Evans thanked State Sen. Scott Wiener (D), the author of the bill, and his staff for coming to San Quentin and talking with them during their Trans-Remembrance Day event. She also reflected on what the housing choice may bring.
“I think it will be about comfort. Most of us have been in men’s prisons for so long that you don’t know how others will accept you at the other prisons,” said Evans. “It’s good that we have the choice. Now, it will be about how things transition. We just have to wait and see how people will adjust.”
Other noticeable changes that will take effect are: formerly incarcerated firefighters are now eligible to have their record expunged, making a path for them to become firefighters and EMTs; some convictions are excluded.
Pregnant incarcerated people can have a support person present during childbirth. Officers are prohibited from using tasers, pepper spray and other chemical weapons on pregnant prisoners. Women also will be offered pregnancy tests and prenatal care and services, both in jails and prisons.
The California Racial Justice Act is another major change. It prohibits the state from seeking or obtaining a conviction or sentence based on race, ethnicity or national origin, which must be shown by the evidence. Also, California’s jury pools have been expanded to include everyone who files income tax returns and not just those who registered to vote or have a driver’s license.
Not all bills were signed. Gov. Newsom vetoed the Prisons: Confidential Informants bill (AB 1064), which would have prohibited a CDCR employee or a private entity under contract with the CDCR from finding an incarcerated person guilty of a rule violation if the decision is based on information from an in-custody confidential informant that is not corroborated or reliable. It would have also prohibited the parole board from using such uncorroborated allegations to deny parole.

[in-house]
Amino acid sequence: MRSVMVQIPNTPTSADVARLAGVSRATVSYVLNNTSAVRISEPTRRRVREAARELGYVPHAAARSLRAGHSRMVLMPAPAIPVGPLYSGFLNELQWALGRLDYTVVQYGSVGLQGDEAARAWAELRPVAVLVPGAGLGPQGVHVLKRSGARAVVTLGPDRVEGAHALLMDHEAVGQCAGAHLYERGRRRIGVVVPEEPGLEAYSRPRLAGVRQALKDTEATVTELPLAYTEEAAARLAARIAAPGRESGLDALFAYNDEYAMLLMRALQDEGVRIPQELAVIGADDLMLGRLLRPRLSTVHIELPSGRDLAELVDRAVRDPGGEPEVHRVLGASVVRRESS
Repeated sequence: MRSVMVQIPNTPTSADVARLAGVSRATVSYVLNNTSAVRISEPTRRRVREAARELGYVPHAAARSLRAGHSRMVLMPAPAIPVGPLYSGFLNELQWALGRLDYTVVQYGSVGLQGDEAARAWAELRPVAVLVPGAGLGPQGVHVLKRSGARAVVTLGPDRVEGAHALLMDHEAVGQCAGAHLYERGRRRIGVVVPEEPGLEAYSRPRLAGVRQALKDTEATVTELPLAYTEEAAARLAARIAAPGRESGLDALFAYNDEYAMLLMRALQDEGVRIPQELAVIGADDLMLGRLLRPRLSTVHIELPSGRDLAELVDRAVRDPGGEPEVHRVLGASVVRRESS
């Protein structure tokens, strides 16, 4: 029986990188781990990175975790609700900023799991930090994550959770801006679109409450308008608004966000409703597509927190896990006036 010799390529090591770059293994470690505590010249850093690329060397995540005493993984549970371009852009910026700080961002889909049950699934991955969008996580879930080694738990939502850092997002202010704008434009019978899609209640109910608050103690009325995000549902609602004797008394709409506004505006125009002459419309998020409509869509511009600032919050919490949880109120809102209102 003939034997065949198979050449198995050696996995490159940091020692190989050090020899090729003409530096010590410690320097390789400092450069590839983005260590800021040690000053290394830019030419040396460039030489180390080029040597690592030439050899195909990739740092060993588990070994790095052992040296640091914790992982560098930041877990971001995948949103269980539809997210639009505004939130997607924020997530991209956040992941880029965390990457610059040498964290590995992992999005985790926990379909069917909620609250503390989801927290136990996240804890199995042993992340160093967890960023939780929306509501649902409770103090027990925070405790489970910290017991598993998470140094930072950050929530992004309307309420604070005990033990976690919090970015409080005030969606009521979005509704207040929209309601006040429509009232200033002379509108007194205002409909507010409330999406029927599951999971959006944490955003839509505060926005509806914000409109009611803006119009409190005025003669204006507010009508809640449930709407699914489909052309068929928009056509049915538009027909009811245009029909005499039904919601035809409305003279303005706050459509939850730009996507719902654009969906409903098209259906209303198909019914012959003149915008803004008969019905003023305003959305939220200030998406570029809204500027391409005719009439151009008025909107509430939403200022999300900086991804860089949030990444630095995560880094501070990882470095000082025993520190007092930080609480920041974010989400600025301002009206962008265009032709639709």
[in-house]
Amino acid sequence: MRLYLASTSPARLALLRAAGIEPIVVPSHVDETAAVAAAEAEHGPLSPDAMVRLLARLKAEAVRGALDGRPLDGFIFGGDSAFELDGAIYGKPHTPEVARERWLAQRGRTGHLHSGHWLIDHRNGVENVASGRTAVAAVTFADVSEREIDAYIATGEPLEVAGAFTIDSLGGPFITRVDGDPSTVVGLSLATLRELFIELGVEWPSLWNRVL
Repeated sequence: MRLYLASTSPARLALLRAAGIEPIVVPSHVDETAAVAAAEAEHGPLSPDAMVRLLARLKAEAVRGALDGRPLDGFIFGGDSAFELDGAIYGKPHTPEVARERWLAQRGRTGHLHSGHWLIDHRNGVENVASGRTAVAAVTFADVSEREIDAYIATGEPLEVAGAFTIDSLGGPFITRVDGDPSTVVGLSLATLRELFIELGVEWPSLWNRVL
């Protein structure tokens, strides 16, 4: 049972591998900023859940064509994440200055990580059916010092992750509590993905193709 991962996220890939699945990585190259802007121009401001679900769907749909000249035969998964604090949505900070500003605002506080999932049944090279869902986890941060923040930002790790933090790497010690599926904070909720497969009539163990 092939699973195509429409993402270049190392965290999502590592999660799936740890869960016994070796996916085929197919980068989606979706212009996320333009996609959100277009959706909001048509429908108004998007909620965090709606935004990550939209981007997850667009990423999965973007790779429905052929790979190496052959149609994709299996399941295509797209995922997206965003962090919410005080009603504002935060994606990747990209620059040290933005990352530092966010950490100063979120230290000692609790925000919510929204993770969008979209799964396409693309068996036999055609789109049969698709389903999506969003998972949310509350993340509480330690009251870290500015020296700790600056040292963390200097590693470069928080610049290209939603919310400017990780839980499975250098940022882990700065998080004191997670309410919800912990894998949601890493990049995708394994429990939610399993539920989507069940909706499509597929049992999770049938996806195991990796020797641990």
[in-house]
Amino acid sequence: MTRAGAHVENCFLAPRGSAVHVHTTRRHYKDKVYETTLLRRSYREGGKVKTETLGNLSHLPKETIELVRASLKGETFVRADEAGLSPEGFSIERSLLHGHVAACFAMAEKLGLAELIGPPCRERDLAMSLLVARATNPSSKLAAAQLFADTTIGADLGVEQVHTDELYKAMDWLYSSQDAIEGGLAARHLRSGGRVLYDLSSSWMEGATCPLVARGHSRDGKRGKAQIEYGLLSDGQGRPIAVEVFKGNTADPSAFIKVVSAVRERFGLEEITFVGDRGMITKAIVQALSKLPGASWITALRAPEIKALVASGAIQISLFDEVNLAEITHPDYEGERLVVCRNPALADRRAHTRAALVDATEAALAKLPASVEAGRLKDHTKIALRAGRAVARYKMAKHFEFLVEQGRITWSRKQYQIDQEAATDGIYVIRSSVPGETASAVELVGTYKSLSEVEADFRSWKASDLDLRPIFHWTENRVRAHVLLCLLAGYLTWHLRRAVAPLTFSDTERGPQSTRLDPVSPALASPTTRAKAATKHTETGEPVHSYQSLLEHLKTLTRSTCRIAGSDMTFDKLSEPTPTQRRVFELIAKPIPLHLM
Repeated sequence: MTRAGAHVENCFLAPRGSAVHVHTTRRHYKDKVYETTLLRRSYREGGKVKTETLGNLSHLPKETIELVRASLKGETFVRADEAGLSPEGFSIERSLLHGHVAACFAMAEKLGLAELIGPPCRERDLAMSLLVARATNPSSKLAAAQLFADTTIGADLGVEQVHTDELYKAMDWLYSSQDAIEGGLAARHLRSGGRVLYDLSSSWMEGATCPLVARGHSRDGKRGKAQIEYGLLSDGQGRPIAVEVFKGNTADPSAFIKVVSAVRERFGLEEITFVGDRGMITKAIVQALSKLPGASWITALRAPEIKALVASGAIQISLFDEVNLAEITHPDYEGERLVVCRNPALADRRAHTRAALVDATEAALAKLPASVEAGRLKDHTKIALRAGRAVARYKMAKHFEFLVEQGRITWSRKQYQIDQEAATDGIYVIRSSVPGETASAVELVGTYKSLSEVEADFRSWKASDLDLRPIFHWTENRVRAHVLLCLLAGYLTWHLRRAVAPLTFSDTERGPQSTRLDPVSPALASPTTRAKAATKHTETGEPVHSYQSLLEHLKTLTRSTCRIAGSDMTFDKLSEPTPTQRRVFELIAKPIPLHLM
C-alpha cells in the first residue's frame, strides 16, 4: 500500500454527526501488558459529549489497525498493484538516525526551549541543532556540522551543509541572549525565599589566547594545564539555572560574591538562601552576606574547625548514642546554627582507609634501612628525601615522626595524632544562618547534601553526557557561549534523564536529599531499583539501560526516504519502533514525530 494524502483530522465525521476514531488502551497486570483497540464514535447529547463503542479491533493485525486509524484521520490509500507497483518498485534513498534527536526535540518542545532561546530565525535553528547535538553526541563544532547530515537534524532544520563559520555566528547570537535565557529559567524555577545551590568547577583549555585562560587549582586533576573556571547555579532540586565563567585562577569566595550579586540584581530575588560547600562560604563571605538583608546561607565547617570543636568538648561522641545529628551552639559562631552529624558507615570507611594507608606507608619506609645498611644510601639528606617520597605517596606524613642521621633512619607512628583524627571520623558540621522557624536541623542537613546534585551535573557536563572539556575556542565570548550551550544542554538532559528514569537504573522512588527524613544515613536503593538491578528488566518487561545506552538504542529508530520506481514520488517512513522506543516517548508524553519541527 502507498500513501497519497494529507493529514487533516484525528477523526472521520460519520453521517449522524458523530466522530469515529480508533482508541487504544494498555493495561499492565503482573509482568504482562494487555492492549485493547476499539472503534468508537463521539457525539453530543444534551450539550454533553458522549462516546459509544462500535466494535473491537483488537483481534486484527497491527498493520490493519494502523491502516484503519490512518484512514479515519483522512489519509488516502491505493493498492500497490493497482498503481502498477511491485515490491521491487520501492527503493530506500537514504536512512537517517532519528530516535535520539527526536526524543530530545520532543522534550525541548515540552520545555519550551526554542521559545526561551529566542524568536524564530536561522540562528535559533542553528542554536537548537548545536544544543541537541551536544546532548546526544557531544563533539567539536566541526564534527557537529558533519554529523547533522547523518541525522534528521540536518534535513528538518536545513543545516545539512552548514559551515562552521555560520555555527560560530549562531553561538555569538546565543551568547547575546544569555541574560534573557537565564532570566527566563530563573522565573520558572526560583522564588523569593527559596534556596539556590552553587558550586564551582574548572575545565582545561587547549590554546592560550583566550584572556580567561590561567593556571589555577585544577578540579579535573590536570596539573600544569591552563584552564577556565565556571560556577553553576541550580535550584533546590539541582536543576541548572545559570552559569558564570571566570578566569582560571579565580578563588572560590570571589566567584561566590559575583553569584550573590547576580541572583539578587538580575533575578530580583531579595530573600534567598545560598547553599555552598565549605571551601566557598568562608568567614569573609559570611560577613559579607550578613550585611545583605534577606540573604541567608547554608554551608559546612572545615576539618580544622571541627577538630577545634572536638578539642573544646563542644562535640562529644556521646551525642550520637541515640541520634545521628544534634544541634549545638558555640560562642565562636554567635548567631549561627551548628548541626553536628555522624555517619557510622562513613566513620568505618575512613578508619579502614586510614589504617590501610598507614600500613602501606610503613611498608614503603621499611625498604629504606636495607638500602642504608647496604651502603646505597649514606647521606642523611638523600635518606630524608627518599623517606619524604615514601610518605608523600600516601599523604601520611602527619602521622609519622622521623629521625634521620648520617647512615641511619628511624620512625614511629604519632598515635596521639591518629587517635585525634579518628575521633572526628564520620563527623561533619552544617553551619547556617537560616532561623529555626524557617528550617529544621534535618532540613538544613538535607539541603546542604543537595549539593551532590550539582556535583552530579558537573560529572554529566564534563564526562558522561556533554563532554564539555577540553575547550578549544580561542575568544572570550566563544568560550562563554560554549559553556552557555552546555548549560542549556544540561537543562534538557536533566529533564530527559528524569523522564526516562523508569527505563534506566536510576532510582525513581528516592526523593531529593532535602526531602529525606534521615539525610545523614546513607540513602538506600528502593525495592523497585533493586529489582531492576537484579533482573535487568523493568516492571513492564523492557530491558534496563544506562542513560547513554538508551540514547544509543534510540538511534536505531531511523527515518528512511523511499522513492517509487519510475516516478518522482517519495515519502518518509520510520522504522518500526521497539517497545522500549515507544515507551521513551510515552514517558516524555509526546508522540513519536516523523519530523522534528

“I’m mortified,” said an SQ resident who wanted to remain anonymous. “Without the signing of AB 1064, my due process rights as an incarcerated person will be blocked. Any statement by another person or C/O claimed in uncorroborated facts or false accusations can go unchallenged no matter what the motive is. It can be used to keep us in the SHU (Security Housing Unit) or get us a for-sure denial at the [parole] board. So you may have to plead guilty to an untruth just to get out of the SHU or get a parole date, which is not right,” the person added. The bill has to go back to the full Assembly for a vote.
The Youth Offender Parole Credit-earning Law (AB 965) has been placed on hold. Due to COVID-19, CDCR officials have yet to release the regulations for AB 965’s implementation, according to the Initiate Justice Newsletter for September 2020.
“This is a huge disappointment being that this is a critical aspect in helping eligible folks be heard for parole suitability sooner rather than later,” reported the Newsletter.
The CDCR also has not released the regulations for the Expansion of Good Conduct Credits. The credits will not apply retroactively, according to the Newsletter.
As for the bills that did not succeed or had to be dropped, some prison reform advocates said they are gearing up for the next legislative cycle in 2021.